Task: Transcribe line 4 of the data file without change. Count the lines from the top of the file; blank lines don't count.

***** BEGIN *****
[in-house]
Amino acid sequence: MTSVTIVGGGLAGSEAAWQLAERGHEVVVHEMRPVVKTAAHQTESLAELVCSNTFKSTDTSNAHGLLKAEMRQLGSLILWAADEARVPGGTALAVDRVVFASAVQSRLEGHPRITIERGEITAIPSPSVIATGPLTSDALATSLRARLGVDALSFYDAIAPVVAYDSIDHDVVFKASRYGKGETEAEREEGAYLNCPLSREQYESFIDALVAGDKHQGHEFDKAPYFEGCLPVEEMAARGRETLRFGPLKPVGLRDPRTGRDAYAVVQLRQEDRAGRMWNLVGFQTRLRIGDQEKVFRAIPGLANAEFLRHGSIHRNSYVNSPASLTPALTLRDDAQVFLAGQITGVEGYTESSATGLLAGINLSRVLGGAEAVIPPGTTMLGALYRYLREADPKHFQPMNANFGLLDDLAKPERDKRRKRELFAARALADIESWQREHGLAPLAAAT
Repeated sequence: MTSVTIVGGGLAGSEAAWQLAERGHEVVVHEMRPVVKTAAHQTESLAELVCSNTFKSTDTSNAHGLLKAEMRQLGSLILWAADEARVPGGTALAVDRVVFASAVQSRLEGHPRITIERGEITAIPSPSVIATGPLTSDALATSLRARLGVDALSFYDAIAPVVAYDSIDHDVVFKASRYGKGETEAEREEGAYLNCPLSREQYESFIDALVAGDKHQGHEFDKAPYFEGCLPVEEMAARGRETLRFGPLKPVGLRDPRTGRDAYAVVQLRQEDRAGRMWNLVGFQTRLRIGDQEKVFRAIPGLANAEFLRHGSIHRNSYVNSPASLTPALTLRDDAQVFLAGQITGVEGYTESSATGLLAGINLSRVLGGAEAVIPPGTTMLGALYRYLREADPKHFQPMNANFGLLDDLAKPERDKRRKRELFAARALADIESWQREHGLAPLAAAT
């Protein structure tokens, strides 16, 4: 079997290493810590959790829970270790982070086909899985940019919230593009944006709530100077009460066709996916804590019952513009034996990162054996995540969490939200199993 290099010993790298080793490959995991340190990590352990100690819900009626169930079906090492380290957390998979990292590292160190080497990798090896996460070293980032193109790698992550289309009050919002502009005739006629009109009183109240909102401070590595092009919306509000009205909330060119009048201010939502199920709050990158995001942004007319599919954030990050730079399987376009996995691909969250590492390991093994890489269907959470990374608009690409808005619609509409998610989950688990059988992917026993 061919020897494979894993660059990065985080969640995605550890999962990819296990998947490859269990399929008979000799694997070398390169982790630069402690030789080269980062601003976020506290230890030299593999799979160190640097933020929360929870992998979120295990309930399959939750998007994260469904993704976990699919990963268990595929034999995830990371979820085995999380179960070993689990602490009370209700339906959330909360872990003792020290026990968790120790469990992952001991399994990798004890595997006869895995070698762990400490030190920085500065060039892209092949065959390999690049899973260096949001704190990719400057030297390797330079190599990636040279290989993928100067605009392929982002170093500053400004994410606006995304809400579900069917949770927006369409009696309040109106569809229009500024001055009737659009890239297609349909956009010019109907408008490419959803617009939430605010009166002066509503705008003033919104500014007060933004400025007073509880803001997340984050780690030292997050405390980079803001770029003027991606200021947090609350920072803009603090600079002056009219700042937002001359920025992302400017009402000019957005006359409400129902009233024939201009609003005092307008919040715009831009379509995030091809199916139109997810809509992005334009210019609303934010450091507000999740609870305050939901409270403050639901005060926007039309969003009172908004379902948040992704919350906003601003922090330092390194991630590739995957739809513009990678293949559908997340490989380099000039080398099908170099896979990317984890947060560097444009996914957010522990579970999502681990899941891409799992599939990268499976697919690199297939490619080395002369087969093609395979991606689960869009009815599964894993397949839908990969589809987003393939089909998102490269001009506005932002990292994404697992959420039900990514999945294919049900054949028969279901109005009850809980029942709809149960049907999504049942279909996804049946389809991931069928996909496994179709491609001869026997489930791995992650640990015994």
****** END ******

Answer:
């Protein structure tokens, strides 16, 4: 079997290493810590959790829970270790982070086909899985940019919230593009944006709530100077009460066709996916804590019952513009034996990162054996995540969490939200199993 290099010993790298080793490959995991340190990590352990100690819900009626169930079906090492380290957390998979990292590292160190080497990798090896996460070293980032193109790698992550289309009050919002502009005739006629009109009183109240909102401070590595092009919306509000009205909330060119009048201010939502199920709050990158995001942004007319599919954030990050730079399987376009996995691909969250590492390991093994890489269907959470990374608009690409808005619609509409998610989950688990059988992917026993 061919020897494979894993660059990065985080969640995605550890999962990819296990998947490859269990399929008979000799694997070398390169982790630069402690030789080269980062601003976020506290230890030299593999799979160190640097933020929360929870992998979120295990309930399959939750998007994260469904993704976990699919990963268990595929034999995830990371979820085995999380179960070993689990602490009370209700339906959330909360872990003792020290026990968790120790469990992952001991399994990798004890595997006869895995070698762990400490030190920085500065060039892209092949065959390999690049899973260096949001704190990719400057030297390797330079190599990636040279290989993928100067605009392929982002170093500053400004994410606006995304809400579900069917949770927006369409009696309040109106569809229009500024001055009737659009890239297609349909956009010019109907408008490419959803617009939430605010009166002066509503705008003033919104500014007060933004400025007073509880803001997340984050780690030292997050405390980079803001770029003027991606200021947090609350920072803009603090600079002056009219700042937002001359920025992302400017009402000019957005006359409400129902009233024939201009609003005092307008919040715009831009379509995030091809199916139109997810809509992005334009210019609303934010450091507000999740609870305050939901409270403050639901005060926007039309969003009172908004379902948040992704919350906003601003922090330092390194991630590739995957739809513009990678293949559908997340490989380099000039080398099908170099896979990317984890947060560097444009996914957010522990579970999502681990899941891409799992599939990268499976697919690199297939490619080395002369087969093609395979991606689960869009009815599964894993397949839908990969589809987003393939089909998102490269001009506005932002990292994404697992959420039900990514999945294919049900054949028969279901109005009850809980029942709809149960049907999504049942279909996804049946389809991931069928996909496994179709491609001869026997489930791995992650640990015994």